The Werner Erhard Foundation and the USSR

The support of the Werner Erhard Foundation made possible groundbreaking conversations between leaders, scholars and officials from virtually all parts of the world in the fields of human achievement and transformation. As a result of this support exchange programs were launched that provided new ground for international cooperation.

One such program was the US/USSR Project, launched by Werner Erhard and the Werner Erhard Foundation in 1979 and designed as an educational exchange to explore the principles of communication, management, and creative thinking with the people of what was then the Soviet Union. After several delegate exchanges, in 1984 Werner Erhard conducted the first of many courses and lectures in Moscow under the auspices of the Znaniye (All Union Knowledge) Society (the prime vehicle for adult education in the former Soviet Union).

In 1988 the Znaniye Society took steps to extend the availability of these programs in the U.S.S.R. A brochure describing the project stated:

“Radically new, non-traditional solutions will need to play a big role in the perestroika of our economic, social and political systems. Only solutions of this class will allow us to reach our goals. But solutions at this level demand that we break through the habitual contours of our thinking so that we can see new possibilities and new methods of addressing theses issues."

“In this regard, the technology offered by (The Werner Erhard Foundation) is of immediate and practical interest to a broad audience of Soviet people and it would be valuable to study and master its methodology and practice.”

To this end, independent of the Foundation, avenues for continuing this exchange between the people and organizations of the U.S. and the new Commonwealth of Soviet Republics were expanded. For example a series of videotapes was designed to make this work widely available to the Soviet public over a sustained period of time.

In April 1990 Werner Erhard traveled to Moscow to lead a series of courses.  Afterwards he wrote, "The USSR we found on this visit is at an historical crossroads...They are thirsty for new ways of looking at life, and at the same time discriminating about what they are going to take on, with an intelligent wariness about engaging in the sweeping experiments as they had over 70 years ago.  There is a very courageous reassessment of the past going on, in which people are coming to grips with both the enormous costs of their experiment, which resulted in the deaths and destruction of the lives of millions of people, while at the same time acknowledging the courage that it took to engage in that experiment and the original intention of that experiment, which was to make life more humane for ordinary people.  It is in that context that people are looking at the work we are engaged in. There seems to be a great deal of interest in exploring this work as a possibility for supporting the process that the Soviet Union is going through." Upon his return to the United States, Werner Erhard appeared on CNN, The Financial News Network and CNBC to discuss his work in the Soviet Union.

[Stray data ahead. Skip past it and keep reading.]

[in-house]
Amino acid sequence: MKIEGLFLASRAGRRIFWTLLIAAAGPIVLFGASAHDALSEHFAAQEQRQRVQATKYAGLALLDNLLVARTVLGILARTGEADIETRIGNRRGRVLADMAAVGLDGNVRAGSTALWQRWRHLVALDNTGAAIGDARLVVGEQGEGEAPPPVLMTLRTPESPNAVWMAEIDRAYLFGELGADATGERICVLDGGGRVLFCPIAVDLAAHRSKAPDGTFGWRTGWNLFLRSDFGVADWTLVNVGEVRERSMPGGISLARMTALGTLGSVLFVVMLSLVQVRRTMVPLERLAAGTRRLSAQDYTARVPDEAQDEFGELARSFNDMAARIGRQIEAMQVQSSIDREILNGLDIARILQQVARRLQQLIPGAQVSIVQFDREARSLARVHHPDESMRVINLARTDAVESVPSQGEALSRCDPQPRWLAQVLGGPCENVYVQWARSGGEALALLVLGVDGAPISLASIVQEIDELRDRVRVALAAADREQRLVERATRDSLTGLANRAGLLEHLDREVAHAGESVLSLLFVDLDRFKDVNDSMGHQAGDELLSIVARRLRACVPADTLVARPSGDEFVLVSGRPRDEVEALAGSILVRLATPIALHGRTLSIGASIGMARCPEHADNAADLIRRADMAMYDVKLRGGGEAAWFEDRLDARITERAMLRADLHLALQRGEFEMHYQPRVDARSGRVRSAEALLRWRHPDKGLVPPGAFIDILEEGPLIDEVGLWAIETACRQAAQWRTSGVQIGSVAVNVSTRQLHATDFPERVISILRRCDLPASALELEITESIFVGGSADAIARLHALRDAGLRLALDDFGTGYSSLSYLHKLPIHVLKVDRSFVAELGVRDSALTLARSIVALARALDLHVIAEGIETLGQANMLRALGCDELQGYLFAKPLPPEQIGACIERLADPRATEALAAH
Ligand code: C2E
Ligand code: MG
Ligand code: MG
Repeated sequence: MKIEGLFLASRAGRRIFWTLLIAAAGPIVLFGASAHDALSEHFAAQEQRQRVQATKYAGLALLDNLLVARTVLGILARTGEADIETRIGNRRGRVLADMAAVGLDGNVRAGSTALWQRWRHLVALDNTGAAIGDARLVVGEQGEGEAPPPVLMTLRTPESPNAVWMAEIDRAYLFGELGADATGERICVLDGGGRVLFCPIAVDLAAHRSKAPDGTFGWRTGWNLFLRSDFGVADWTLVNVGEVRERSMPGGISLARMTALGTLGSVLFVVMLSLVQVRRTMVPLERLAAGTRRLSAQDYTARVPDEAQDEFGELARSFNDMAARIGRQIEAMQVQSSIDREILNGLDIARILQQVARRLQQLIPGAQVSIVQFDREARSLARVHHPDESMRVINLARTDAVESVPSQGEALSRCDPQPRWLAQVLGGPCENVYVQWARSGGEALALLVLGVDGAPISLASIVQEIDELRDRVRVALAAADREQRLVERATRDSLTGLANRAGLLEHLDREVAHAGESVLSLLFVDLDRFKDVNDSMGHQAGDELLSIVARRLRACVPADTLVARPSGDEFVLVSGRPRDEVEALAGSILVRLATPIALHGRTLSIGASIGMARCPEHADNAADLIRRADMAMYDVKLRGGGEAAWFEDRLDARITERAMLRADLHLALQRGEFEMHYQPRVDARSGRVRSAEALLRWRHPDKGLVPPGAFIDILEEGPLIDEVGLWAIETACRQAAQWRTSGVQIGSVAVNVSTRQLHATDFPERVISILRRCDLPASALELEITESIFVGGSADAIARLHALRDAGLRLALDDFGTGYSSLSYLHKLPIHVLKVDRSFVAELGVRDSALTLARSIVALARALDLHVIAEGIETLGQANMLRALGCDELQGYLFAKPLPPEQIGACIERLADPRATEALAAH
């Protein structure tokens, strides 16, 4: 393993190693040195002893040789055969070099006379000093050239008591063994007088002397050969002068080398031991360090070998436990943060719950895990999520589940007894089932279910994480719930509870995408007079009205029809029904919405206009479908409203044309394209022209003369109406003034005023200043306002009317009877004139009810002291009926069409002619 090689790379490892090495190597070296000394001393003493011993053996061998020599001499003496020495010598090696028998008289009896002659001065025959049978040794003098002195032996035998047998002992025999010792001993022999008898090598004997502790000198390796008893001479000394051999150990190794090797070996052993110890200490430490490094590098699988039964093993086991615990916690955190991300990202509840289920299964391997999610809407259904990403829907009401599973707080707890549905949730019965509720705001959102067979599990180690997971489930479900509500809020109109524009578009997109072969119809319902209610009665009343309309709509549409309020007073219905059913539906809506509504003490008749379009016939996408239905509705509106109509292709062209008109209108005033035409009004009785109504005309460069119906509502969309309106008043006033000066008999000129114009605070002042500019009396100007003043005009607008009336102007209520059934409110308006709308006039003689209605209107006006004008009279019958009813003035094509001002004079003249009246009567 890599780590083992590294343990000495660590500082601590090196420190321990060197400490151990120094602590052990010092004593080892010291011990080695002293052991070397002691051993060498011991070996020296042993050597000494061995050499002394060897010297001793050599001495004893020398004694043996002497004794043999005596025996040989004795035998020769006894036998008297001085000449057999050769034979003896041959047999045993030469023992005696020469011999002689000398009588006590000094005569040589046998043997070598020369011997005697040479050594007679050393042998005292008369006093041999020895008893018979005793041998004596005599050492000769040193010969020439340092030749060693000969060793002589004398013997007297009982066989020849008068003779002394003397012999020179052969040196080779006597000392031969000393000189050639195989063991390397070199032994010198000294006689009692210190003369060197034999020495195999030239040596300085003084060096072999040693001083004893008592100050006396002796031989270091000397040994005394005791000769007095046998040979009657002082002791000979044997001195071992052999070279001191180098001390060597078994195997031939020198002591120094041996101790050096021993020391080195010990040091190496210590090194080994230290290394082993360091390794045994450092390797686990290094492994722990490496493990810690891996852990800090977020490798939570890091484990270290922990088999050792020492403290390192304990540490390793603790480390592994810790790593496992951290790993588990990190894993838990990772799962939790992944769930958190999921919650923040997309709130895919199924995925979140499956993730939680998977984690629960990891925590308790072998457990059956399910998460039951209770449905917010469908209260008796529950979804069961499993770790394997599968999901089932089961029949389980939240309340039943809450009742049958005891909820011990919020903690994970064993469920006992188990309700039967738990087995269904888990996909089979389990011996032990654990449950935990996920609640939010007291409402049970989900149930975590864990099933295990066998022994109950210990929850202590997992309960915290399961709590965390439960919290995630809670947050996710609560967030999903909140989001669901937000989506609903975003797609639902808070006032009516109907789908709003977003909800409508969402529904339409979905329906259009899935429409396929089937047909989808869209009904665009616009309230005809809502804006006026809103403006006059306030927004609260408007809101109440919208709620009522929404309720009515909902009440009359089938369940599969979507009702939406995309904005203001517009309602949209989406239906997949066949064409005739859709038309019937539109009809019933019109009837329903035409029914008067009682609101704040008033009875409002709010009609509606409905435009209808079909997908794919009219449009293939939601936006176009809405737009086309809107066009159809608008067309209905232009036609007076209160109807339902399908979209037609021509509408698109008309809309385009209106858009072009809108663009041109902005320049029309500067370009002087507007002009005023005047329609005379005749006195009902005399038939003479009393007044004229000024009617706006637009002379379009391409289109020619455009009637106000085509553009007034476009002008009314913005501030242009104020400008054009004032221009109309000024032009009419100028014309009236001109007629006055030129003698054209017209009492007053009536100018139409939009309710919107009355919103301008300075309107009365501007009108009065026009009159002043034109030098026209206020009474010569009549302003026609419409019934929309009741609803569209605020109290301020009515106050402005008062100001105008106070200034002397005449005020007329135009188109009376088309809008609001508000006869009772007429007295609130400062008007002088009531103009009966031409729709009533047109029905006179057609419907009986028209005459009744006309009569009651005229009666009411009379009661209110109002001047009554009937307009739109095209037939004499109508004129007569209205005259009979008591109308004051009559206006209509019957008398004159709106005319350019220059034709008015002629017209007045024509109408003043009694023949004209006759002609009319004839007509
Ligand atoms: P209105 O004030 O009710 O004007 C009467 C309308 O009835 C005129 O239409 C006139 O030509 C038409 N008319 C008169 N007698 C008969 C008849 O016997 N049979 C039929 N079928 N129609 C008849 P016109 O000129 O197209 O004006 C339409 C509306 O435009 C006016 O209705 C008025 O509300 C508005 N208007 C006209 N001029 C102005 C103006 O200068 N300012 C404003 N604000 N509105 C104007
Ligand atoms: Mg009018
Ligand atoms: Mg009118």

At this time in history dramatic changes were taking place across the landscape of the Soviet Union. On September 4, 1991, US Secretary of State James Baker articulated five basic principles that would guide U.S. policy toward the emerging republics: self-determination consistent with democratic principles, recognition of existing borders, support for democracy and rule of law, preservation of human rights and rights of national minorities, and respect for international law and obligations. The basic message was clear—if the new republics could follow these principles, they could expect cooperation and assistance from the United States. Baker met with Gorbachev and Yeltsin in an attempt to shore up the economic situation and develop some formula for economic cooperation between the republics and Russia, as well as to determine ways to allow political reforms to occur in a regulated and peaceful manner.

On December 25, 1991, the Soviet hammer and sickle flag lowered for the last time over the Kremlin, thereafter replaced by the Russian tricolor. People all over the world watched in amazement at this relatively peaceful transition from former Communist monolith into multiple separate nations.

In 1993 Erhard returned to Moscow to work with the newly independent Russian state members who were involved in creating the first Russian parliament.


Comments from participants of the courses:

"Werner Erhard's work is especially important for us because we are standing at the threshold of very big changes.  Our harsh determinism is so deeply embedded in us that the thinking of Werner Erhard about, for example, the need to make mistakes, we at first hear as heresy.  But later it is possible to see this as luminously true and valid.  This is a very empowering perspective." - U.E.Sushilov, general director, machine building factory.

"Mr. Erhard is not only a coach and is not only giving away information, but is also showing people a possible way of relating to life.  People in our country do not know how to relate either to themselves or to their lives.  They say they want change, but they really don't, as I discovered when honestly looking at myself after Mr. Erhard's course.  What I found most useful for myself is the whole idea of our responsibility for creating our own future.  We feel that there will be an endless demand for Mr. Erhard's work... Dr. G.V. Badeeva, Vice Rector, Academy of the National Economy

Read more about Werner Erhard's 1990 trip to Moscow and Werner Erhard in the USSR






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